Slide 6: Housing

  • SSH/DUWO – under 550 euros per month
  • Student hotel – around 750 euros per month
  • Amsterdam, Eindhoven, Groningen, Maastricht, Rotterdam, The Hague
  • Room Plaza

So now we are going to get on to housing, which is something I know you probably have a lot of questions about. I will say that this is probably the biggest problem with going to school in the Netherlands right now. Not insurmountable, but definitely requires a lot for planning.

So we already touched on how housing is required, thus provided and guaranteed, for at least the first year in almost all of the university colleges. Generally speaking, this is a little more expensive, and the type of accommodation varies. At Groningen, for instance, University College students have a room in a block of just the regular student residences. At Leiden University College though – that's one I pointed out before – there are floors of their building. The Leiden University students have one building that has all of their classrooms, student residence rooms, cafe, all of it is in one building. And again, that is super, super nice housing. 

  • SSH/DUWO – under 550 euros per month

So for everybody else, you don't have guaranteed housing. There's no guaranteed housing unless you're at a University College. So there are a couple of really big housing providers if – let me back up for a minute. Because what you might not know, if you haven't watched any of the other courses or webinars, in Europe as a whole, what's different is generally schools do not own their own housing, their student residences, but they are owned by private providers. And the schools sometimes contract with them, or have arrangements with them, and that's how it works. So there are a couple of really big housing providers in the Netherlands, there's SSH for certain cities, and then DUWO for other cities. 

So many schools reserve a certain number of rooms with these providers for first year international students. However, the rooms they rent certainly don't meet the needs of all international students. Usually, it's only about 25% or so. It's usually first come or first serve, so it's really important to follow the university protocol to get on the list. 

For the housing through DUWO and SSH, you can expect to find a single room for under 550 euros a month. Sometimes it's well under that, depending on the city and the accommodations and all of that. Single rooms generally share a kitchen and a common area with a certain number of other rooms, like three to eight, and either have a private bath or a shared bath. So if you're able to get a room through your school, that's great. This is generally the most affordable way to go for the first year, as many students end up renting an apartment their second year on, which is even more affordable. 

But let me tell you about a mistake that is easy to make. One of our members  knew that he could and should apply for housing right after he applied to a university, even before he got in. And so, he completed the application, and he was feeling pretty good about things. It wasn't until his mom was later on the site – she saw that you're not officially on the list until a 350 euro nonrefundable deposit is paid. Now she knew she hadn't been asked to pay that, and she knew that her son didn’t not have 350 euros in his account. So they weren't on the list until two months after they thought we were. 

So they paid the deposit and were on the list. And they sent a bunch of emails to find out where they were on the list, but that didn’t give them concrete answers. So they looked for Plan b housing, which we are going to talk about, but he was thankfully offered housing before it was needed.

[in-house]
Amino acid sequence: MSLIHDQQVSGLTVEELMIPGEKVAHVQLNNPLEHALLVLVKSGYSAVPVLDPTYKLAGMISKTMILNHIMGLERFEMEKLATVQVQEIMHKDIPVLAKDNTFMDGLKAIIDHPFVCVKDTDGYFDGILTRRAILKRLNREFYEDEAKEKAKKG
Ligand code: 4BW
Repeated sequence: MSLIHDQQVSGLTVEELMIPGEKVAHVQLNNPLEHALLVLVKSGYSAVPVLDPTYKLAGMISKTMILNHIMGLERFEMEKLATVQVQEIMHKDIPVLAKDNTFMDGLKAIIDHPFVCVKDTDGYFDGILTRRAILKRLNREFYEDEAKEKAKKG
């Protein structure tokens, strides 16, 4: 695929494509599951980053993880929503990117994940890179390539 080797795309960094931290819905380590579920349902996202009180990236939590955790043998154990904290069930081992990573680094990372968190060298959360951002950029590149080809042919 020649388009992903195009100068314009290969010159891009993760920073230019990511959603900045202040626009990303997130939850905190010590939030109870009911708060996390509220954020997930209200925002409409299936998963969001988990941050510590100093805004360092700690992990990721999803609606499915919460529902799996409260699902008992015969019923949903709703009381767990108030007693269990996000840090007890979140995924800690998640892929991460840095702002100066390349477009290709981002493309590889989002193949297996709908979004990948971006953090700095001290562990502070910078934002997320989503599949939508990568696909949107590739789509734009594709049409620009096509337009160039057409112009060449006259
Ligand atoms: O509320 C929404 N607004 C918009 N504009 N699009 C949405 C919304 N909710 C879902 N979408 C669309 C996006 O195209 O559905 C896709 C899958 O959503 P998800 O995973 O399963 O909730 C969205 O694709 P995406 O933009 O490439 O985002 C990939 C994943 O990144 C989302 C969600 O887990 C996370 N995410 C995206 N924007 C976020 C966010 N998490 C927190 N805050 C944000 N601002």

So the options outside of DUWO and SSH for student residences vary from city to city. Almost every school has a resource list on their website. I suggest not only looking at the website of the school you're looking at, but also other schools in the city. e. 

  • Student hotel – around 750 euros per month

So one option in a lot of the country is something called The Student Hotel. It's a chain and it's in the Netherlands. They have a few locations in other European cities, with expansions to a lot of other cities in the works as well. So usually somewhere around 250 students live there, give or take. They have a standard room, which is a — well, there are different room options. So the lowest room option, if you will, is a single bed, a private bath, shared kitchen. They do also have private – more of a studio setup too. Those are more expensive. But that standard room, it’s around 750 euros a month. 

So with that, there's a shared kitchen, there are a number of lounge areas, a study lounge, a gym, a game area. It’s sort of a general hanging out lounge. And it also comes with a bike rental, which is good. And they have options for meal plans. But I can tell you that they're not cheap. It's about 10 euros a meal, which is a main or a pizza, a side and a drink. So I could see us, if we end up doing the student hotel, just having a handful of meals a month that he could use, if needed. So anyway, it's not the cheapest option. But I think it’s a good solid option. 

We do have some members, we have a member who is living in the Student Hotel her first year in Groningen, and another one who is living in the Student Hotel in Rotterdam. If you're in our Facebook member group, their parents are both on there, so feel free to ask questions. 

  • Room Plaza

So there's also a service called Room Plaza in certain cities in the Netherlands, and there are a number of services that are similar. And they help you find furnished apartments. This one specifically, furnished apartments for students. And what's nice about this is that they have relationships with the landlords of the places that they list, and they kind of vet the apartments first so you don't get scammed, and you know what you're going into. 

And there are other ways to get an apartment. Certainly, there are rental agencies. There are lots of Facebook groups, and there are resources on the individual school websites. 

So for the second year though, students generally get a shared apartment with their friends.  Ideally, they will have a Dutch friend who can help navigate the system as there is a lot of noise about housing discrimination against international students. It’s hard to know how much of this is sort of the media stocking fears and how much is legit. Again, you can talk to parents who have or are dealing with this in the facebook group. Here’s what I do know-we have not had any members who have had to leave because they did not get housing. Is it a pain? Absolutely! But impossible, no.